An American professor is facing criticism after suggesting that Korean women kept as sex slaves in wartime Japan willingly took part in sex work.
Harvard University professor J. Mark Ramseyer made the claims in a recently published paper. His arguments reject a wide body of research finding that so-called “comfort women” in Japan were forced to work as sex workers during World War II.
Historians say tens of thousands of women from around Asia -- many of them Korean -- were sent to military brothels to provide sex to Japanese soldiers during the war.
In the 1990s, women began speaking publicly about how they had been taken to “comfort stations” and forced to provide sexual services. They have shared their experiences of rape and abuse.
Ramseyer, however, argues that the women willingly entered into contracts as sex workers. His paper has intensified a political dispute between Japan and South Korea. South Korean leaders have long urged Japan to offer apologies and damages to the victims of sex slavery.
Both North and South Korea have spoken out against Ramseyer’s paper. Hundreds of scholars have signed letters condemning the paper, which was published online in December.
The paper was supposed to appear in the March issue of the International Review of Law and Economics. But the publication suspended the issue and released an “expression of concern,” saying the piece is under investigation.
Ramseyer is a professor of Japanese legal studies at Harvard Law School. He did not provide comments to Associated Press reporters.
Historians have raised major concerns about Ramseyer’s research. Scholars at Harvard and other universities have examined his sources and say there is no historical evidence of the sex worker contracts he describes.
Harvard historians Andrew Gordon and Carter Eckert have called for the article to be withdrawn. “We do not see how Ramseyer can make credible claims … about contracts he has not read,” the two said in a statement.
Alexis Dudden is a historian of modern Japan and Korea at the University of Connecticut. She said the article ignores many years of research.
Although some have pointed to freedom of scholarship to defend Ramseyer, Dudden argued that the article “does not meet the requirements of academic integrity.” She added: “It’s very clear from his writing and his sources that he has never seen a contract.”
More than 1,000 economists have signed a letter condemning the paper. The letter said the article misuses economic theory “as a cover to legitimize horrific atrocities.” A separate group of historians on Japan issued a 30-page paper calling for the article to be withdrawn.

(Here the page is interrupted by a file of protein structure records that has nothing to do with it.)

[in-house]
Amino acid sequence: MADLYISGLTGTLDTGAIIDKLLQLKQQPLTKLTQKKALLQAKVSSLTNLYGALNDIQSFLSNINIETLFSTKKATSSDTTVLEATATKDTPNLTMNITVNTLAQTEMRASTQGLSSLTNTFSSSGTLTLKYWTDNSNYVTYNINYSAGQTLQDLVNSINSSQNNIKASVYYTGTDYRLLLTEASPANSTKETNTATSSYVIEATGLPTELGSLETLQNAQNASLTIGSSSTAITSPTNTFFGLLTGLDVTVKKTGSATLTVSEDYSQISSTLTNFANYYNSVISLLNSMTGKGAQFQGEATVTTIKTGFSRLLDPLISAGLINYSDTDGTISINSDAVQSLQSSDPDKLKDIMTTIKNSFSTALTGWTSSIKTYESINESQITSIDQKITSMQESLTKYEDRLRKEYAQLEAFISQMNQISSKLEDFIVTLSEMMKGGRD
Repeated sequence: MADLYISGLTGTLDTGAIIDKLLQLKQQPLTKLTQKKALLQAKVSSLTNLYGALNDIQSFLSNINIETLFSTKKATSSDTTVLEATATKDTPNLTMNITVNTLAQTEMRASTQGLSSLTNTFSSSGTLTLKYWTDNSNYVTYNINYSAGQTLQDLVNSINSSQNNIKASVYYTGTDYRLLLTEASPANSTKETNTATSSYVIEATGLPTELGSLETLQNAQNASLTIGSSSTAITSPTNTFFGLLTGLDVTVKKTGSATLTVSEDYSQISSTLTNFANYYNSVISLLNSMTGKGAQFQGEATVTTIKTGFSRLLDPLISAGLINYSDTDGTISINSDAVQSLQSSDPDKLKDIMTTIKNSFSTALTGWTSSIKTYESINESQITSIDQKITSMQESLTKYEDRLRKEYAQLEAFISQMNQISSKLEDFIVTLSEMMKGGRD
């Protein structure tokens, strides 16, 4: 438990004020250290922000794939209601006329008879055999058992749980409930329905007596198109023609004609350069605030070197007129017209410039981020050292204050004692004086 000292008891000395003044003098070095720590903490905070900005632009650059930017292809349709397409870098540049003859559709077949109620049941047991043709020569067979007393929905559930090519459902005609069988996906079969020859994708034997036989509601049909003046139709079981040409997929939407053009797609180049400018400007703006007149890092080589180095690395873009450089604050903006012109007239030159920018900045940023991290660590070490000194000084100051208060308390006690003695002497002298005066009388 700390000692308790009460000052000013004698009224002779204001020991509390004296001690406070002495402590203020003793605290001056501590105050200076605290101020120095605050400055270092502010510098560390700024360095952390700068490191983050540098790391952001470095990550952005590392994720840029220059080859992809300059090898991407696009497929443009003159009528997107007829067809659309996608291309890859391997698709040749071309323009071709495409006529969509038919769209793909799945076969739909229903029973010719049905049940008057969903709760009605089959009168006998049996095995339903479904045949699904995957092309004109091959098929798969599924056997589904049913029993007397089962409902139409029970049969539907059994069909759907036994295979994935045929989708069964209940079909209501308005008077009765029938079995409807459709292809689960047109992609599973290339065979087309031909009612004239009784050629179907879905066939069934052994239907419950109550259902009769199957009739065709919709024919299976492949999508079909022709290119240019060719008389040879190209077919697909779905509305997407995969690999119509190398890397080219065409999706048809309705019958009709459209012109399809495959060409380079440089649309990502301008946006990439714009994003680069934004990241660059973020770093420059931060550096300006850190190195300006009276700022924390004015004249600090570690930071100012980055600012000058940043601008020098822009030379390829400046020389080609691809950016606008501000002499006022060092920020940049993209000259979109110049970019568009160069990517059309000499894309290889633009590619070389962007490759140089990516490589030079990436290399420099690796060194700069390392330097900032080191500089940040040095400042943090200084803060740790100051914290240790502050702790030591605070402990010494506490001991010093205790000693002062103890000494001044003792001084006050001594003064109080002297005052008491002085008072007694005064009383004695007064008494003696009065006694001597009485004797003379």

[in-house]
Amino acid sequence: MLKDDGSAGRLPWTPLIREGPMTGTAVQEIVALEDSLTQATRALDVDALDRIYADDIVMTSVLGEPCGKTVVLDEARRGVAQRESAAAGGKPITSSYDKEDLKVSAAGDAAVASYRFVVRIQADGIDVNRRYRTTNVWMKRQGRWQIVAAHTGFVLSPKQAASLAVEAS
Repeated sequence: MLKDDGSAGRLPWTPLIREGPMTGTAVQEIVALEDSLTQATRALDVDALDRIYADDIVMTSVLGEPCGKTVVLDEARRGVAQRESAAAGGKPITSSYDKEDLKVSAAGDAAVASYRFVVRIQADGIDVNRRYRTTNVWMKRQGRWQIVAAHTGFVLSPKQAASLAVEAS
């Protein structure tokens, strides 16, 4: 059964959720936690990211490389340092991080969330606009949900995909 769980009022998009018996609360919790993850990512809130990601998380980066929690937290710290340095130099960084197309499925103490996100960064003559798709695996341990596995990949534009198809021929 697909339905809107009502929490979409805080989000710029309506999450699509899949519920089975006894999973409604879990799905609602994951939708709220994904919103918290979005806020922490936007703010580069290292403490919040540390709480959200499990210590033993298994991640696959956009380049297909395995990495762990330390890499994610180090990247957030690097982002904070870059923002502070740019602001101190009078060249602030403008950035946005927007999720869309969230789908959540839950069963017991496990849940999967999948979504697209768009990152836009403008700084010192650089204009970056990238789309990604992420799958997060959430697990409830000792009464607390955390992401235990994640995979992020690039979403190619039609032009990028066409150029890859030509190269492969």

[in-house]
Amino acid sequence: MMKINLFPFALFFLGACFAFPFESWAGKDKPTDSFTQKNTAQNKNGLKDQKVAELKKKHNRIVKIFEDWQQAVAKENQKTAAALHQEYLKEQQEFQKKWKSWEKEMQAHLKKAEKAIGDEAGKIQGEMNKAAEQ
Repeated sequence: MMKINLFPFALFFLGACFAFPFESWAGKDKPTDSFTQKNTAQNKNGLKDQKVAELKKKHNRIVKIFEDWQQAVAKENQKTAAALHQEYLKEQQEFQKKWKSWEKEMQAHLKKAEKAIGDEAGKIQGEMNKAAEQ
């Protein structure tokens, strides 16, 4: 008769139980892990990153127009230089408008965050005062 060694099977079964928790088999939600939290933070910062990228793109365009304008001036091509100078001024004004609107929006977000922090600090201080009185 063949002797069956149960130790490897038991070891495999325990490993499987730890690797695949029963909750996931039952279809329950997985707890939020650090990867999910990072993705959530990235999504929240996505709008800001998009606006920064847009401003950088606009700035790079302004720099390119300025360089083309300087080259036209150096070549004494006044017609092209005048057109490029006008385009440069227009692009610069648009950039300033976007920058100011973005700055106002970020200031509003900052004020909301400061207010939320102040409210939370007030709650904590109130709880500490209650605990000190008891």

At Harvard, hundreds of students signed a letter demanding that Ramseyer apologize and calling on the university to answer the accusations against him.
A United Nations report from 1996 found that comfort women serving as sex slaves were taken through “violence” and “coercion.” A statement from Japan in 1993 admitted that women were taken “against their own will,” although the nation’s leaders later denied it.
In South Korea, activists denounced Ramseyer and called for his resignation. Chung Young-ai, South Korea’s minister of gender equality and family, criticized the paper last week. She called it “an attempt to distort (the facts about) the Japanese military’s ‘comfort women.’”
I’m Bryan Lynn.
The Associated Press reported this story. Bryan Lynn adapted the report for Learning English. Ashley Thompson was the editor.
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Words in This Story
brothel – n. a place where people pay to have sex
comfort – n. a state or feeling of being less worried, upset, frightened, etc., during a time of trouble or emotional pain
source – n. someone or something that provides what is wanted or needed
credible – adj. able to be trusted or believed
scholar – n. someone who has studied a subject and knows a lot about it
integrity – n. honesty and the ability to do or know what is morally right
legitimize – v. to make something legal or acceptable
atrocity – n. a very cruel or terrible action
coerce – v. to persuade someone forcefully to do something that they are unwilling to do
distort – v. to change something so that it is false or wrong